“My body count is higher than yours”

The sexual mask is a mask that I’ve never worn. Like me, you may know other men who have worn or wear this mask. I found that most people I know who wear this mask wore it during their 20s.

This mask is something that proves who you are to your friends. It gives people confidence and value to their inner circle. Men often think, “if I can have sex with 5 girls this weekend my friends will celebrate”.

If you are promiscuous with the opposite sex, it doesn’t mean you wear the mask either. With maturity, this mask tends to come off, although for some men it doesn’t.

 

The Aggressive Mask

“LET’S FIGHT!”

I’ve seen this mask being worn before while sitting in a sports bar one evening. Two men sitting adjacent to our table stood up and started yelling at each other. It ended up getting physical between the two but luckily no one was injured.

The aggressive mask is the mask that men wear when they want to be tough and believe that aggression is the answer to problems. It is for the men who believe the more aggressive they are, the more fights they win.

You don’t need to show aggression when you’re angry. Taking a calm approach to problems can be the fastest way to resolve problems.

I rarely get aggressive, so it is safe to say I have never worn this mask either.

The Joker Mask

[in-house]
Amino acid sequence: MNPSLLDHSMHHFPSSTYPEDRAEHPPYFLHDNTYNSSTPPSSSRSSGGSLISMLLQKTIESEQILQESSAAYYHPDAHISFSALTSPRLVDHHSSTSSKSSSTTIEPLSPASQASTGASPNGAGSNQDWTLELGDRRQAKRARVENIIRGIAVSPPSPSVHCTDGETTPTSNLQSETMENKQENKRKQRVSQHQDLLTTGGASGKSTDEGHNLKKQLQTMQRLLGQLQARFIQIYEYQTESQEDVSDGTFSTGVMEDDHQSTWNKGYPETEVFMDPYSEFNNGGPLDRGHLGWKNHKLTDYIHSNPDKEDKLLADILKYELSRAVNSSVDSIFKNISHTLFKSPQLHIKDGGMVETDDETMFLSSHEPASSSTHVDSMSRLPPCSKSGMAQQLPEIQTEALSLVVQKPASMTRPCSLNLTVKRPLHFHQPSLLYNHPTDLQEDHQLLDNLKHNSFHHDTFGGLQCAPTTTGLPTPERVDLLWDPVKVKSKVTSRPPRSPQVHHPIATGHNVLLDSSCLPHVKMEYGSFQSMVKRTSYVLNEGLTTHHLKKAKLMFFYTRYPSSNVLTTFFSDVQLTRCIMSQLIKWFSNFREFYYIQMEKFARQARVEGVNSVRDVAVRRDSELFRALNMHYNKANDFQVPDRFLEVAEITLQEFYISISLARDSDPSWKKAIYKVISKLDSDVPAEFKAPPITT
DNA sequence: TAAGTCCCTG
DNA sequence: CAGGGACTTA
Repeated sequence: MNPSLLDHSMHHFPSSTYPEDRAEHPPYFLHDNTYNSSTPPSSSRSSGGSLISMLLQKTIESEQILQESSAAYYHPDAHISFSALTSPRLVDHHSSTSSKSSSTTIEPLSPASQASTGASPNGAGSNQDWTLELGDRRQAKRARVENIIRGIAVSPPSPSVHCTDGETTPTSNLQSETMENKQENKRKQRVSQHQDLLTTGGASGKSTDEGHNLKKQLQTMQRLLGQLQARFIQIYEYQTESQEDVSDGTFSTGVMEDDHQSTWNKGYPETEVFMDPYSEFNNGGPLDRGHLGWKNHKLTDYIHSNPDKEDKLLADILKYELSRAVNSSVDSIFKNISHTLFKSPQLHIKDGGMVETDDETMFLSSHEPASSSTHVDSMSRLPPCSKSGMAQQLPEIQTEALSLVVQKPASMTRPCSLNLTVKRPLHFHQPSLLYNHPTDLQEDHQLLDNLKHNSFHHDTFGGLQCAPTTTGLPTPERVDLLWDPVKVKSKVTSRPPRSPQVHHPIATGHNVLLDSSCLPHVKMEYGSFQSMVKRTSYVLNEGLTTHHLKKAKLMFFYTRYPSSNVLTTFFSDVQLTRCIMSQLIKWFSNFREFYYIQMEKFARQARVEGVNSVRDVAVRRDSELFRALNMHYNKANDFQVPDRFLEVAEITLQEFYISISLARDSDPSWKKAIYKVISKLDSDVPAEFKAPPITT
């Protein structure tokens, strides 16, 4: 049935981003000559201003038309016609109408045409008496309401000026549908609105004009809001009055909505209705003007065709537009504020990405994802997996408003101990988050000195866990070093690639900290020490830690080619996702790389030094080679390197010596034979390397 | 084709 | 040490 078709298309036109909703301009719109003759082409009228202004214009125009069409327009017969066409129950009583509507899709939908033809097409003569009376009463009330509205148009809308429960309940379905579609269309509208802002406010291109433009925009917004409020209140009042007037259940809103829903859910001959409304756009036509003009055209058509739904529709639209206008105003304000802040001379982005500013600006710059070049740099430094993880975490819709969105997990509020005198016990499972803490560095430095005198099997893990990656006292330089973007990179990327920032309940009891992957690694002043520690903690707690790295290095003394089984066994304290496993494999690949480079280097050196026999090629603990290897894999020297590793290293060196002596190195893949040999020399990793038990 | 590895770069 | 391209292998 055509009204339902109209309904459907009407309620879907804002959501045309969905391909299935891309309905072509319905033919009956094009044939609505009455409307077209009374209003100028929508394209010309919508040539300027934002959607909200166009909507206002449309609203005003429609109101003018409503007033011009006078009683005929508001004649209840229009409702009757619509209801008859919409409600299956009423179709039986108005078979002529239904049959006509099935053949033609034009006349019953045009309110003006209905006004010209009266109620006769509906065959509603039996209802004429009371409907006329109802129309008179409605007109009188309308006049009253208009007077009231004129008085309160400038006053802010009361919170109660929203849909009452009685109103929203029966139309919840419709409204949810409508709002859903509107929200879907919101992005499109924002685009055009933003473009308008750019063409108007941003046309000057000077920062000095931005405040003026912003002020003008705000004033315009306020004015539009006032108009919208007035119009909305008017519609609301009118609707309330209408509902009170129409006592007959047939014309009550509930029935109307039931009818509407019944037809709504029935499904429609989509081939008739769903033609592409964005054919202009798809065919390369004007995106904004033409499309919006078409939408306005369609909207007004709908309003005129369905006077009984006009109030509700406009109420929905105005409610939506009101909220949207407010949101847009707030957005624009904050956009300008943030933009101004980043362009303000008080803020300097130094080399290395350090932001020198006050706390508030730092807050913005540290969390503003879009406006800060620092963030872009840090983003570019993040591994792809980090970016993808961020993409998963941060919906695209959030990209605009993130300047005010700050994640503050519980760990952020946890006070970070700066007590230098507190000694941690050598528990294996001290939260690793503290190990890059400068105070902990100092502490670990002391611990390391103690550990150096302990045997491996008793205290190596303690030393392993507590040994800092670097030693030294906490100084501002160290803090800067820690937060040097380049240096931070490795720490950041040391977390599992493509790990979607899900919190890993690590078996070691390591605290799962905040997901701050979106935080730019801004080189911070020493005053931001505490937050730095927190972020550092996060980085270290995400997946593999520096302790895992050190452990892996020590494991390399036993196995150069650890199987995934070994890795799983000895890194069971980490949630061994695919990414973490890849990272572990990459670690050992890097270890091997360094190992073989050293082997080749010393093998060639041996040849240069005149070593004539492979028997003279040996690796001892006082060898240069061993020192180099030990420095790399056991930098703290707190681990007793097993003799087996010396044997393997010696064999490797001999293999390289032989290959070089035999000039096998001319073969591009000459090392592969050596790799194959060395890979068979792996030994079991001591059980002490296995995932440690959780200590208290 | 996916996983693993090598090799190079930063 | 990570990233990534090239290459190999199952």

“Knock knock, who’s there?”

The Joker mask is the mask that I most relate to. I’ve often worn this mask when I’ve been under pressure at my day job by my boss.

The Joker mask typically uses sarcasm and humor to deflect questions that are deep or that require a connection. You are using sarcasm to deflect questions that you don’t want to answer.

In this chapter, Lewis Howes uses the example of Robin Williams, who he claims is one of the funniest people in the world. He constantly lived with a joker mask and was the laugh to every conversation.

Everyone who knew him said that Robin would always make everyone laugh.

If you’re using humor in your everyday life, it doesn’t mean that you are wearing the joker mask. However, when it comes to using humor to deflect real conversations, then you are wearing the mask.

Take some time to reflect on your use of laughter as a coping mechanism. I suggest you think about why you made certain jokes after you make them. Reflect on them, why did you make it?

The Invincible Mask

“I cannot get touched”

The man who doesn’t think of consequences is wearing the invincible mask. It is for the person who shows no sign of emotional or physical pain.